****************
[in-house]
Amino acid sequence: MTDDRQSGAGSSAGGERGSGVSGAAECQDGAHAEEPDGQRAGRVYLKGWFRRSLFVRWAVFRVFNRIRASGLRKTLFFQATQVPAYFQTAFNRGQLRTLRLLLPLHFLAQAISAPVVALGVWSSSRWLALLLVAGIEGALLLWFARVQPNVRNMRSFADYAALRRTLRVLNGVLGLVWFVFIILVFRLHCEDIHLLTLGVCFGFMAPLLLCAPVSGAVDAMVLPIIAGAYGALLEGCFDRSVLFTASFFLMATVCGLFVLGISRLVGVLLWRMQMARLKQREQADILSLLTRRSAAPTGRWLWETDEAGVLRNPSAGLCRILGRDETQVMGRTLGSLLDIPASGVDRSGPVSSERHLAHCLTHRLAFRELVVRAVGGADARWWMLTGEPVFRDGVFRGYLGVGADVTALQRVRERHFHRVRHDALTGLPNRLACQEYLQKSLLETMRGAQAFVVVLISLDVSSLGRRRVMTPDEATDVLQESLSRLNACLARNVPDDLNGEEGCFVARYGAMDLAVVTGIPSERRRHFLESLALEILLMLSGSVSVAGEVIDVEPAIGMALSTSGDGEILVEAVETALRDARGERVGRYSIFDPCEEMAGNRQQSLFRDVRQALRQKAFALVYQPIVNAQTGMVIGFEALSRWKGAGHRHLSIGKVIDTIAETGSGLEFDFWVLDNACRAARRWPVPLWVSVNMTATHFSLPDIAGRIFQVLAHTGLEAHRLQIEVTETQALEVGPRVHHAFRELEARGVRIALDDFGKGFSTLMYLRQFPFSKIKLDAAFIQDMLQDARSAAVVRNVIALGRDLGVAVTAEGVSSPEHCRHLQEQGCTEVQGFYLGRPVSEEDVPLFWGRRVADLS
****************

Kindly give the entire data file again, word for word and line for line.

[in-house]
Amino acid sequence: MTDDRQSGAGSSAGGERGSGVSGAAECQDGAHAEEPDGQRAGRVYLKGWFRRSLFVRWAVFRVFNRIRASGLRKTLFFQATQVPAYFQTAFNRGQLRTLRLLLPLHFLAQAISAPVVALGVWSSSRWLALLLVAGIEGALLLWFARVQPNVRNMRSFADYAALRRTLRVLNGVLGLVWFVFIILVFRLHCEDIHLLTLGVCFGFMAPLLLCAPVSGAVDAMVLPIIAGAYGALLEGCFDRSVLFTASFFLMATVCGLFVLGISRLVGVLLWRMQMARLKQREQADILSLLTRRSAAPTGRWLWETDEAGVLRNPSAGLCRILGRDETQVMGRTLGSLLDIPASGVDRSGPVSSERHLAHCLTHRLAFRELVVRAVGGADARWWMLTGEPVFRDGVFRGYLGVGADVTALQRVRERHFHRVRHDALTGLPNRLACQEYLQKSLLETMRGAQAFVVVLISLDVSSLGRRRVMTPDEATDVLQESLSRLNACLARNVPDDLNGEEGCFVARYGAMDLAVVTGIPSERRRHFLESLALEILLMLSGSVSVAGEVIDVEPAIGMALSTSGDGEILVEAVETALRDARGERVGRYSIFDPCEEMAGNRQQSLFRDVRQALRQKAFALVYQPIVNAQTGMVIGFEALSRWKGAGHRHLSIGKVIDTIAETGSGLEFDFWVLDNACRAARRWPVPLWVSVNMTATHFSLPDIAGRIFQVLAHTGLEAHRLQIEVTETQALEVGPRVHHAFRELEARGVRIALDDFGKGFSTLMYLRQFPFSKIKLDAAFIQDMLQDARSAAVVRNVIALGRDLGVAVTAEGVSSPEHCRHLQEQGCTEVQGFYLGRPVSEEDVPLFWGRRVADLS